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Is disability access an afterthought for rail operators?

In the past two years, the world underwent a global state of emergency that forced everyone on Earth to isolate and stay in their homes, which consequently limited our access to everything from seeing and touching those we hold dear, to making a walk to the shops a daunting, dangerous task. This reality is something that disabled people still encounter on a regular basis, regardless of, but not made easier by, global pandemics.

In the aftermath of Covid-19, Direct Access has noticed an increase in our consultation frequency, audits, accessible product sales, but above all else a positive, albeit gradual, change in society’s attitude towards disability. However, there are still many areas we have extensively identified in our blog that society vitally needs to address, including public transport. Arguably one of the most crucial services modern living has to offer, statistics show that there remains a clear gap in the adequate provision of these services, driven by providers not correctly catering to the needs of disabled people.

In actual fact, statistics published by British disability charity Motability, reveals that even before Covid-19, nearly one in three disabled people said they simply didn’t make some journeys due to issues with public transport, that 40% of disabled people often experience difficulties when travelling by train, and that disabled people are 4 to 5 times more likely to be injured than non-disabled people. Interestingly, a whopping 40% of people in this study also reported they would use public transport more often if it were easier to obtain travel information. This would imply that there is not only a shocking disregard for disabled people but that the demand for these services remains regardless. Although morally, providing access to disabled people should be a given, there is clearly capital to be gained from catering to a significant proportion of individuals.

One only has to look at the Purple Pound‘s studies to learn that 1 in 5 UK consumers have a disability and that businesses lose £2 billion a month by ignoring the needs of disabled consumers. That equates to roughly 14 million people who represent a significant customer base for rail operators alone. And yet, despite the spending power of these communities, train stations, information booths, and the vehicles themselves are still falling short, both at meeting mobility and sensory needs.

And it’s a very serious matter. It means that people with sickle cell disease and hypermobility are unable to make it to their hospital appointments, that immunosuppressed people are more at risk because of low sanitation standards, that DeafBlind people who have no faith in the reliability of these systems don’t even bother trying. These are all genuine scenarios, and testimony to each of these is available in Motability’s study. Another risk to disabled people’s rights is the Government’s Net Zero strategy. When revitalising our public transport to electric systems, operators must make efforts to correct the wrongs of a more ignorant past and ensure that greener changes also account for the needs of disabled people.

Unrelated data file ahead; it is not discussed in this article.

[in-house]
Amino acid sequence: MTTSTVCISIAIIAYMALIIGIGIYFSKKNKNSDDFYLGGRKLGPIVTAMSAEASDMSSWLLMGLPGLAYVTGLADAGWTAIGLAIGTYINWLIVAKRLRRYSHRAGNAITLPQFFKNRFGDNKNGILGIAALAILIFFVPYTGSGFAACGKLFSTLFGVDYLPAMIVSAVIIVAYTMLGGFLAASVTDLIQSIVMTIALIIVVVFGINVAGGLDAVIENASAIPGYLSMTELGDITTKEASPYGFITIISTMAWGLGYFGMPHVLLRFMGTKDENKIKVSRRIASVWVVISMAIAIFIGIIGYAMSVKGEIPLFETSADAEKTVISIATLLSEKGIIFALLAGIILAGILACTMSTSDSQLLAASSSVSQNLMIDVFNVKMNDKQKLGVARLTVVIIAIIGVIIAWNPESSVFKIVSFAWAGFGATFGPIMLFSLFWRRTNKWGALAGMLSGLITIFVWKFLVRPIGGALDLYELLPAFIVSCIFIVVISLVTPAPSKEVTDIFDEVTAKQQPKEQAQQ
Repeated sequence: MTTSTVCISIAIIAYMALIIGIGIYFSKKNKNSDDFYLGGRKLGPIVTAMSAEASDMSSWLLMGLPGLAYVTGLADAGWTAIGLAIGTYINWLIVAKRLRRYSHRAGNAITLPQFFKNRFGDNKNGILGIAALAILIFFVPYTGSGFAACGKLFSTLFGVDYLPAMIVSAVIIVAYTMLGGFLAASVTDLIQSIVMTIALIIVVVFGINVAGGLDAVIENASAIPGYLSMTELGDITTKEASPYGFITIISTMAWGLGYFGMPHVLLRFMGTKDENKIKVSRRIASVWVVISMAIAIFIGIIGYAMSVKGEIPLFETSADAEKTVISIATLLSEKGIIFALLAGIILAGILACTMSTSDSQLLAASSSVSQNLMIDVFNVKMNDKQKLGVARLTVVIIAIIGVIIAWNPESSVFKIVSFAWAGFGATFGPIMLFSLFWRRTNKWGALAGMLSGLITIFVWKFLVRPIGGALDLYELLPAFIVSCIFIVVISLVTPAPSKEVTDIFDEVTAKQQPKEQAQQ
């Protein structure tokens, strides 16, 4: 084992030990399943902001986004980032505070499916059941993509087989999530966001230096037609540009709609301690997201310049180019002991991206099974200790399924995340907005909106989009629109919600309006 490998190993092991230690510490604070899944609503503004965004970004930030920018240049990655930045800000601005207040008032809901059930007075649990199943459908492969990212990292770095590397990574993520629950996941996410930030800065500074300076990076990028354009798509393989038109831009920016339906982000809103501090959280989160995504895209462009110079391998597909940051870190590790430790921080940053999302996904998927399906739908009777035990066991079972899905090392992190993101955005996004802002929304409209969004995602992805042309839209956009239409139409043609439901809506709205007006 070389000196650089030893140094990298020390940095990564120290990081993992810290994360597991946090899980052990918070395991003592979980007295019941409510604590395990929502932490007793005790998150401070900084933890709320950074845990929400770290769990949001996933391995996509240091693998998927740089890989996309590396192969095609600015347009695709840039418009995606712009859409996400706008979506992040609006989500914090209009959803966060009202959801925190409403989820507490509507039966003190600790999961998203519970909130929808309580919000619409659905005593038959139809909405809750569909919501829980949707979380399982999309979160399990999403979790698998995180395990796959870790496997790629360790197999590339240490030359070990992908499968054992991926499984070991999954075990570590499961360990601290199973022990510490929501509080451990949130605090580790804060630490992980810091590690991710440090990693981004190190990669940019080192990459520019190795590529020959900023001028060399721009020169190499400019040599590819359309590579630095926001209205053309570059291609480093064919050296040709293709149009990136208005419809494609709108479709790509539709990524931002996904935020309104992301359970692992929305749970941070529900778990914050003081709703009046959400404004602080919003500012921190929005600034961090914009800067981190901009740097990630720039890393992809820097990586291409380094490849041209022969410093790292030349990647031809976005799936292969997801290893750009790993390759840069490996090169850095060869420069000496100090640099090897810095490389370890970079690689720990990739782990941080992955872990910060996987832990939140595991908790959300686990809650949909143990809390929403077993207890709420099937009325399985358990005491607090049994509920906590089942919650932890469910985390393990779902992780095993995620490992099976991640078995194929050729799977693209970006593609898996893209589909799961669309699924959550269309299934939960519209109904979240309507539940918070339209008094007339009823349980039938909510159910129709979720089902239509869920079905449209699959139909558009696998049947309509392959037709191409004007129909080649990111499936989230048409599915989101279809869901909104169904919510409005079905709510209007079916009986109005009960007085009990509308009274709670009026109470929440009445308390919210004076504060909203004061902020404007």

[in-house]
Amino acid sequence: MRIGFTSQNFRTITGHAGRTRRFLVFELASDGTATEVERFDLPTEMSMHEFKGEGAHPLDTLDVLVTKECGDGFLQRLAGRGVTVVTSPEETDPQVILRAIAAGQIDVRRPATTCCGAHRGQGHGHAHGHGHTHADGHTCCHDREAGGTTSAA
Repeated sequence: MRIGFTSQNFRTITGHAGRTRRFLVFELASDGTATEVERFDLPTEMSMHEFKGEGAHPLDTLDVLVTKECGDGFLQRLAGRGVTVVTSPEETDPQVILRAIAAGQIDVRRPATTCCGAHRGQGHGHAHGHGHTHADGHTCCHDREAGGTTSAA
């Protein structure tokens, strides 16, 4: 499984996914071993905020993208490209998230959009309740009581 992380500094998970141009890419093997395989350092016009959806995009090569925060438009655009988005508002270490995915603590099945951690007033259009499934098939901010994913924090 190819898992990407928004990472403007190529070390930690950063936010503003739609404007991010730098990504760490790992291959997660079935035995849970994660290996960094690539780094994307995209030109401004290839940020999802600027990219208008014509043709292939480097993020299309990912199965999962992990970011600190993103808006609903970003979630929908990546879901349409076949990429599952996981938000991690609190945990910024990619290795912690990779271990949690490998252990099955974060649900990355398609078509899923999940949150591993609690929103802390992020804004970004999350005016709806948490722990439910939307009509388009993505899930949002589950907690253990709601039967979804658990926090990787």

To drive the change, it is crucial to build further understanding of disabled peoples’ lived experience of transport, highlight systemic issues, and identify opportunities to better serve the inclusive transport market. This presents an opportunity to transform the lives of disabled people, closing the transport accessibility gap and unlocking significant socio-economic value.

Direct Access has contributed towards this change in the transport sector through a multitude of efforts and will continue to do so long as we are invited. Our team was responsible for introducing the first-ever Quiet Rooms on Avanti Virgin trains, and we have audited every TransPennine Express station for accessibility. We also worked with Transport for London to ensure accessible services ran for the London 2012 Games.

So, is disability access an afterthought for rail operators? Well, some operators have started recognising the issues, but not enough. Sustainable changes must be seen across the transport sector, not just rail. And that will take even longer. But it’s important that transport, academia, and policymakers take responsibility and lead the orchestration and governing of the change Direct Access wants and that all disabled people deserve.

If you own a facility or are part of an organisation that wishes to meet best practice obligations under the Equality Act, why not get in touch with us today? Our Consultancy team will ensure that you take the steps to not only do the right thing with your budget but open the door to the social and financial benefits that come only as a result of creating an accessible and inclusive environment for disabled people.

Get in contact today. We are here to help. Because for us, access is personal.

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